It’s been six years since Alice (Mia Wasikowska) took her first live action adventure in Wonderland in Tim Burton’s foray which kicked off the now yearly live action versions of classic Disney animated films. We find Alice is now a ship captain for some reason which isn’t really explained, that she’s made the ire of a wealthy sponsor named Hamish (Leo Bill) because she turned him down for marriage, and her mother (Lindsay Duncan) has put Alice in a precarious position by forcing Alice to trade her ship to this same sponsor so that they can keep their house for no reason that is explained past the fact that Alice’s mother feels being a ship’s captain is no job for a lady.
Enter Absalom (Alan Rickman) the once caterpillar, now butterfly, from Wonderland to show Alice that she can enter Wonderland again through the mirror in this sponsors home and that she needs to go, but again all for no reason. When she arrives she quickly discovers that the Mad Hatter (Johnny Depp), the person Alice is closest to in the whole world despite only meeting him once six years ago, is grumpy because he found a hat and that Alice needs to save him, though doing so could destroy the entire universe. This is not an auspicious start to the movie. I don’t expect logic and reason to be the defining factors in a Wonderland film, granted, but there still needs to be something that isn’t completely random to give the narrative an anchor of some kind, otherwise we’re just watching random things happen for random reasons, and that’s not acceptable even in a Wonderland story.
The questionable set up leads to a main story that is not quite so random, but is still based too largely on the opening elements that are. For some reason, Alice and the Mad Hatter are the two most important people in the entire world, even though the Hatter doesn’t do anything but have tea parties and sulk, and Alice hasn’t been around in ages, but we have to run with this for the story to make any sense.
If you do decide you can run with it, though, there are some amazing set pieces and performances to be seen here. The main plot involves time travel, which in conjunction with Wonderland really does have a lot of promise which was never entirely realized here, but Time is an actual person in Wonderland, and that person is played by Sacha Baron Cohen in a scene stealing performance. Helena Bonham Carter also returns as Iracebeth a.k.a The Red Queen and both her performance and subplot end up being the most pleasantly surprising aspects of Alice Through the Looking Glass after all is said and done.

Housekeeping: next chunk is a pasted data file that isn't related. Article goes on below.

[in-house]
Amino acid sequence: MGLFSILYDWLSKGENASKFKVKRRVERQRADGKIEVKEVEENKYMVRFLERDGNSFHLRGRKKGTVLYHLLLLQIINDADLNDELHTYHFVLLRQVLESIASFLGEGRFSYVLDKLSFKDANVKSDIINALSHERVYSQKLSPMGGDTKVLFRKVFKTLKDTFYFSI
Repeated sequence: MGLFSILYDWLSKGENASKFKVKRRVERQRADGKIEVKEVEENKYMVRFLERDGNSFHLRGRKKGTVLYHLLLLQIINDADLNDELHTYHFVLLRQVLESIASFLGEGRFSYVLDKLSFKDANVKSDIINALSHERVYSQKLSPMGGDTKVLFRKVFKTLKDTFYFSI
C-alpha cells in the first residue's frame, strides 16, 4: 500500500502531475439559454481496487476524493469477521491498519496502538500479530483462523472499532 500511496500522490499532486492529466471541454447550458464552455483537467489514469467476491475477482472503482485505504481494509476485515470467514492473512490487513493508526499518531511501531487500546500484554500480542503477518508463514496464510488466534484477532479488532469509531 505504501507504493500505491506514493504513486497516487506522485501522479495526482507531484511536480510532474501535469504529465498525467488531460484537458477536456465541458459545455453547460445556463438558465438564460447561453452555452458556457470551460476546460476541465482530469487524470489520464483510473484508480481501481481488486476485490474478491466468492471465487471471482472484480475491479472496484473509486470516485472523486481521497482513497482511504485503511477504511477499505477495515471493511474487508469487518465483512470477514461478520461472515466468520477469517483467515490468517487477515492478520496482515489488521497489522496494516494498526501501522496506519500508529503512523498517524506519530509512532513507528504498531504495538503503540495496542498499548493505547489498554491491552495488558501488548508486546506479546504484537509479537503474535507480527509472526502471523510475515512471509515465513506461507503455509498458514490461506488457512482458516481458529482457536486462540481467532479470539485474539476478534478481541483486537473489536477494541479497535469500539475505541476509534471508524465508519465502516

That “after all is said and done” is of utmost importance to this film. After spending most the film rolling my eyes for fighting off drowsiness whenever Cohen or Carter weren’t on screen, the ending brought me back in. It’s not that rare to find an otherwise good film that is ruined by a poor ending, but Alice Through the Looking Glass is that exceedingly rare case where an otherwise dull, awkward movie is nearly saved by an ending that elevates all of the material leading up to it. While nothing that came earlier is any better explained as far as the plot is concerned, we find that everything that happened before was very important to the messages the movie is trying to pass on to us, and those messages are worthwhile, astute, and great lessons for the kids that are the target audience for this movie.
While I ultimately can’t recommend Alice Through the Looking Glass wholeheartedly, especially not in the theater, it really is a good study on how the whole of a film is more important than the individual pieces, the individual pieces are what get you to the point where you can enjoy the whole. As to whether kids would enjoy it, I think they will more than adults, but I saw the movie in a theater filled with children, and I didn’t hear one laugh or noise of any kind the entire time until the end credits started rolling and one little girl yelled loudly that she really had to go pee.
Rating: 4.8 out of 10